THE WOODLANDS, Texas — NASA's timeline for lunar exploration has tended to jump from sending small commercial landers as soon as possible to getting human missions there by 2028, but on Monday (March 18), agency officials offered a target date for a key intermediate step: They want to put a rover on the moon by 2023.
Those comments came during a NASA town hall at the Lunar and Planetary Science Conference being held here this week. During the event, agency leaders emphasized the current focus on the moon, both from the science perspective and from the human-exploration perspective. They also walked through the timeline expected for some of these milestones.
NASA had already announced that it was hoping to place science instruments on the surface with commercially built landers as soon as this year, and that its end target was to land humans by 2028. But intermediate steps hadn't been discussed in much detail. During Monday's presentation, that changed.
"We're trying to get to the moon with a rover as soon as possible, we're really trying to target 2023," Steve Clarke, the deputy associate administrator for exploration within the Science Mission Directorate, said during the event.
Clarke added that such a rover could be important for studying volatile compounds on the moon, a class of chemicals that includes water. He also suggested such a rover could clock in between 660 and 1,100 lbs. (300 and 500 kilograms).
He also discussed advanced capabilities rovers could take on. "Certainly, we'll be going to one of the poles," Clarke said. "And long-duration operation, we'd like to be able to go and operate for a period of months, not just weeks." Clarke did not specify whether developing these capabilities would be feasible by the 2023 schedule goal, or whether they would be included only in a second generation of lunar rovers.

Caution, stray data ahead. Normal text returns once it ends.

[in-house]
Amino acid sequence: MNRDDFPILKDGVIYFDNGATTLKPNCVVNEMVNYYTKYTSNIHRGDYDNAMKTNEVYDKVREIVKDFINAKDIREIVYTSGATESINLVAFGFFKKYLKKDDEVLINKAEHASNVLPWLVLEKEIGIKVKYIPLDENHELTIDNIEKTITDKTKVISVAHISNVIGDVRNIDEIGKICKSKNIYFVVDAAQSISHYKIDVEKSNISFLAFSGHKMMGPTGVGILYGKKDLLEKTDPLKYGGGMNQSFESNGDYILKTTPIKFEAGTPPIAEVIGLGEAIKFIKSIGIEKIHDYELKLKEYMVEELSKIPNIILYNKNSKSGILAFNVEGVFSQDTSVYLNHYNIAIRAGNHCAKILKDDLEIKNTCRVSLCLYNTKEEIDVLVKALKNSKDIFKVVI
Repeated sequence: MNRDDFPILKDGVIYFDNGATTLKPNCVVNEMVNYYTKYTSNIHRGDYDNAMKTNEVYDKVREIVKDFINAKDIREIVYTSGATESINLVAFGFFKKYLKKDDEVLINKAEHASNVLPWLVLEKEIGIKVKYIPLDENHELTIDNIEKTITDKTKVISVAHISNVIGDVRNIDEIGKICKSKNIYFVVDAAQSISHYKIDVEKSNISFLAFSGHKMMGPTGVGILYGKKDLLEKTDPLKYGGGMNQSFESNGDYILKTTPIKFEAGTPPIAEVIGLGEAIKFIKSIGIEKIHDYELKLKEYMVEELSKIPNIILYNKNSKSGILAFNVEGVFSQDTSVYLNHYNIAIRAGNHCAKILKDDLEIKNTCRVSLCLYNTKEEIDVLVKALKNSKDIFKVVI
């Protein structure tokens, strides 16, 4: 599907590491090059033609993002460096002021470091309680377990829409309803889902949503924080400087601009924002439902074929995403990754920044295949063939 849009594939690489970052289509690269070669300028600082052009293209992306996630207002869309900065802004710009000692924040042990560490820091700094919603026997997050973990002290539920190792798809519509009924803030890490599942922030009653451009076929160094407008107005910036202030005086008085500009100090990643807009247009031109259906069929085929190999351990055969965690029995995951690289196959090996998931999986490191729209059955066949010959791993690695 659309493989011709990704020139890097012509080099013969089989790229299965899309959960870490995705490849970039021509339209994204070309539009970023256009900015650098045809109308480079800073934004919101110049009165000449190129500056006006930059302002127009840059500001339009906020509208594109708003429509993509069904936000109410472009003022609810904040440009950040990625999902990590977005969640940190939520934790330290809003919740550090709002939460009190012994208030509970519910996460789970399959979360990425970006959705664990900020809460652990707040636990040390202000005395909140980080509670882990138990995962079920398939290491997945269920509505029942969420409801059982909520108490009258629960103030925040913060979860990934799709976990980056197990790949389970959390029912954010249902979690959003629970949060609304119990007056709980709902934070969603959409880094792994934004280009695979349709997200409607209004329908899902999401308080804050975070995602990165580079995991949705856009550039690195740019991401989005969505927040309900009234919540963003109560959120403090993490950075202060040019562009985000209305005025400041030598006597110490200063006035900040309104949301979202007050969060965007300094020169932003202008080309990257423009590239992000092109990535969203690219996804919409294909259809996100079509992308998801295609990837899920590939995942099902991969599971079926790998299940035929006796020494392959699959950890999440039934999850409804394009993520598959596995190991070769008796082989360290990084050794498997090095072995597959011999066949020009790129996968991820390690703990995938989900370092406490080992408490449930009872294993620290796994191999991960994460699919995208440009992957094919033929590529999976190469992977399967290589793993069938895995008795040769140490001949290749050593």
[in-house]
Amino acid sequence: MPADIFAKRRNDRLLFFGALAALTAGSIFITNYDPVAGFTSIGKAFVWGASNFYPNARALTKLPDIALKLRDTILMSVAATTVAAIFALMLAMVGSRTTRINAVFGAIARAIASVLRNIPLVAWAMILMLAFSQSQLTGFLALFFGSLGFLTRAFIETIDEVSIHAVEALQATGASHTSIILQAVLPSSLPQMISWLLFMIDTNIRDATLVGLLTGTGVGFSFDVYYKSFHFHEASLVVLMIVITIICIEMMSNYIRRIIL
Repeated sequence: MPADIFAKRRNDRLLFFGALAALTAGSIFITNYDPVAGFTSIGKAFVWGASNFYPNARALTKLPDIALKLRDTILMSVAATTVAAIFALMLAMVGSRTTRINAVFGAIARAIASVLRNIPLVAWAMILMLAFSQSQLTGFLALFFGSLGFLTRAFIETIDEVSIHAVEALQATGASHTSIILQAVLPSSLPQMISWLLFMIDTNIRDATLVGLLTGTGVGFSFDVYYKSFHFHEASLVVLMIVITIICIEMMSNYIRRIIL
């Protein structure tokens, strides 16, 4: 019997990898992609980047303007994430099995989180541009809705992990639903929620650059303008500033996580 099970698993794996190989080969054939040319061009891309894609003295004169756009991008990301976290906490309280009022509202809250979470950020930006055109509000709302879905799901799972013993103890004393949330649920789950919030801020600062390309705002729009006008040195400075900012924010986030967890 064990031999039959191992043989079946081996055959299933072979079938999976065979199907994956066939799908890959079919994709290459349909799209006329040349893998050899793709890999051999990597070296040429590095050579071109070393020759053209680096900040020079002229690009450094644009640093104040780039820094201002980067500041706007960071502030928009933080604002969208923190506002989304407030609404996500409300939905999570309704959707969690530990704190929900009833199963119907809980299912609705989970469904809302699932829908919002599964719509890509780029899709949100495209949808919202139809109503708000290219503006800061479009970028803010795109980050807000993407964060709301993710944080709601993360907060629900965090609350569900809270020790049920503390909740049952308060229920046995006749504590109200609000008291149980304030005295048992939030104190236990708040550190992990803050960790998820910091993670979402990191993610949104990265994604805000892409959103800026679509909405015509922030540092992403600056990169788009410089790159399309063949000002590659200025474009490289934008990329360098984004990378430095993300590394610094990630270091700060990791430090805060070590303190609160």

Throughout the event, NASA personnel seemed to emphasize the agency's desire to make sure scientists feel included in the quest to return humans to the moon, which can sometimes feel like a separate endeavor directed toward separate goals.
That science focus included the major piece of infrastructure within NASA's moon plans, a space station nicknamed Gateway, which would serve as a base camp for both science projects and astronaut missions. "For us to understand how to develop the Gateway, we need to understand how you'd like to utilize it," Jake Bleacher, acting chief exploration scientist in the Human Exploration and Operations Mission Directorate, said during yesterday's event.
Of course, NASA isn't just waiting around for scientists' wish lists; the agency has its own as well. "Ultimately, I think we would all like to get more pieces of the moon back to Earth," Bleacher said. "I think Gateway might play a role in that."
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